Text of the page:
Social polarisation is far more visible in Karachi and Quetta, the capitals of two provinces ruled by a coalition of PPP. It is a tragedy that political militant groups belonging to parties in power, extortionists with political threads; target killers, ethnic cleansers and mafias have killed far more people in these cities than the US drones. In fact, this is another type of massacre imposed on the people of Pakistan to ferment instability crucial to the thesis presented by Dilip Hiro. This mayhem and insecurity had led to exodus, weaponisation of the provinces and rise in the levels and methods of violence. Of late in Karachi, arson and grenades have become the weapons of choice for mass murders. Even the religious right appears to be divided. While the Difa-e-Pakistan strives for stability within the construct of the ideology of Pakistan, the opposing camp of Muttahida Majlis-e-Amal looks beyond territorial geography. Lack of initiatives to connect with the people and win the hearts and minds contributed to multi-polarity in the society. Connect the rising levels of poverty, plummeting human development indices, crime, violence and lawlessness and we have a case of an imploding state, orchestrated by the state itself in the midst of an election year.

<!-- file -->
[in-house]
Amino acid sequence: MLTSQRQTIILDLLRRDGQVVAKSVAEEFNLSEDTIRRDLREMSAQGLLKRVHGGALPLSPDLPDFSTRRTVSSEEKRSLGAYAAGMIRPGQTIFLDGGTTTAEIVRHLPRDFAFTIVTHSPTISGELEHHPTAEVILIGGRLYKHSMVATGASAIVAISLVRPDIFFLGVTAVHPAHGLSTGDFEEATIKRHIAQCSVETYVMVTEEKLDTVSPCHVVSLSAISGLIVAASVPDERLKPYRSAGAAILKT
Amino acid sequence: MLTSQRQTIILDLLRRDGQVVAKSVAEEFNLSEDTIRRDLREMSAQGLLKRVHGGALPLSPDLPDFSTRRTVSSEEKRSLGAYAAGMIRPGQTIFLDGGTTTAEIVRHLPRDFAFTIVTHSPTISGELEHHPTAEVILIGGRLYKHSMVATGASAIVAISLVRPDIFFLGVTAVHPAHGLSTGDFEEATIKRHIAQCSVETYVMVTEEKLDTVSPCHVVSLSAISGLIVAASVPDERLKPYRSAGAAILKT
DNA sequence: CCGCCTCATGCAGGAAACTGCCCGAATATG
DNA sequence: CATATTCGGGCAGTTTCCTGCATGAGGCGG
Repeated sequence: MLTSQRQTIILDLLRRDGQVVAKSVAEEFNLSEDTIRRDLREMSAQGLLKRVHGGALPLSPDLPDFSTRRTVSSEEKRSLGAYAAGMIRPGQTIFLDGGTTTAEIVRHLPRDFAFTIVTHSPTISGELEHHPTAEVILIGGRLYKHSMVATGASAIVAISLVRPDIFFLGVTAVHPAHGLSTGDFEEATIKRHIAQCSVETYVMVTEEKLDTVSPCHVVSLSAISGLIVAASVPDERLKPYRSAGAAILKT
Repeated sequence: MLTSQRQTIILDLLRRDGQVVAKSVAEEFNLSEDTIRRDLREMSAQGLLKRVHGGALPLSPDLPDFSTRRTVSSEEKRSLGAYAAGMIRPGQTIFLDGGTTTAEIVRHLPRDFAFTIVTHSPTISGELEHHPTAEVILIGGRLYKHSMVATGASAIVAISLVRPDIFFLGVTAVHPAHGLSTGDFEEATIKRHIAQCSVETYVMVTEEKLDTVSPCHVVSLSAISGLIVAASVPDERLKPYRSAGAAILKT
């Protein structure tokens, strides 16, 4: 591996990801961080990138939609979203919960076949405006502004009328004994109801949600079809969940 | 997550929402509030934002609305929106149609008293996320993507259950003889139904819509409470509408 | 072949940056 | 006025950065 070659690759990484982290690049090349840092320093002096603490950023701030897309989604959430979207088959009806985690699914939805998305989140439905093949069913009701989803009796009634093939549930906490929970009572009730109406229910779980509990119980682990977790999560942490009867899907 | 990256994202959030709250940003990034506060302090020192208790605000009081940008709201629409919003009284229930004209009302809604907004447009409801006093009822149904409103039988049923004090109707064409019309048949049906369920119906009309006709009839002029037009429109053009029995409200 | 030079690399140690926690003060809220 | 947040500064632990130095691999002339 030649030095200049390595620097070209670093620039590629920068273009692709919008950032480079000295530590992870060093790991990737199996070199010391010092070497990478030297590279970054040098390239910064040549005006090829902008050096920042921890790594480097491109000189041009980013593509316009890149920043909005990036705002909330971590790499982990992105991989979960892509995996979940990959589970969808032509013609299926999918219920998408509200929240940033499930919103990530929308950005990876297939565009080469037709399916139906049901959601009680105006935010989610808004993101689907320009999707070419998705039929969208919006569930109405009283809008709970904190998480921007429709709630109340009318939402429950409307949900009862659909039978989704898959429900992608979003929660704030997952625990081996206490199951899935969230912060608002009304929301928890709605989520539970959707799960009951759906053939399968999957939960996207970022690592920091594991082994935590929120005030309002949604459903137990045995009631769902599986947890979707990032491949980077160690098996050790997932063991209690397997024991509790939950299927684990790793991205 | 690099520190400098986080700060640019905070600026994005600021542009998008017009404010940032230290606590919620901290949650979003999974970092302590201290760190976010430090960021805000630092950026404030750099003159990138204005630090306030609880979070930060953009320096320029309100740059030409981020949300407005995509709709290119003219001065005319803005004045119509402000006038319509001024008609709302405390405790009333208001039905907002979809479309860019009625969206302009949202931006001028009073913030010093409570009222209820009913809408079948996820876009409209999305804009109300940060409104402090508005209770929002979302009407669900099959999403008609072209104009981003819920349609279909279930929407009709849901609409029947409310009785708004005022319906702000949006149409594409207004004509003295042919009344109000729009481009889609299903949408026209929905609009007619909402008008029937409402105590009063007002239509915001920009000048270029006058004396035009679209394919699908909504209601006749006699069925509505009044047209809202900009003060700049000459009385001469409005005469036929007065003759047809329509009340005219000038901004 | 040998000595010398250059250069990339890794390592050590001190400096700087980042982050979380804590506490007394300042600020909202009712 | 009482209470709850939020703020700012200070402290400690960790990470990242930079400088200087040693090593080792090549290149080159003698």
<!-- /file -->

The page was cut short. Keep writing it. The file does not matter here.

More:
Foreign policy: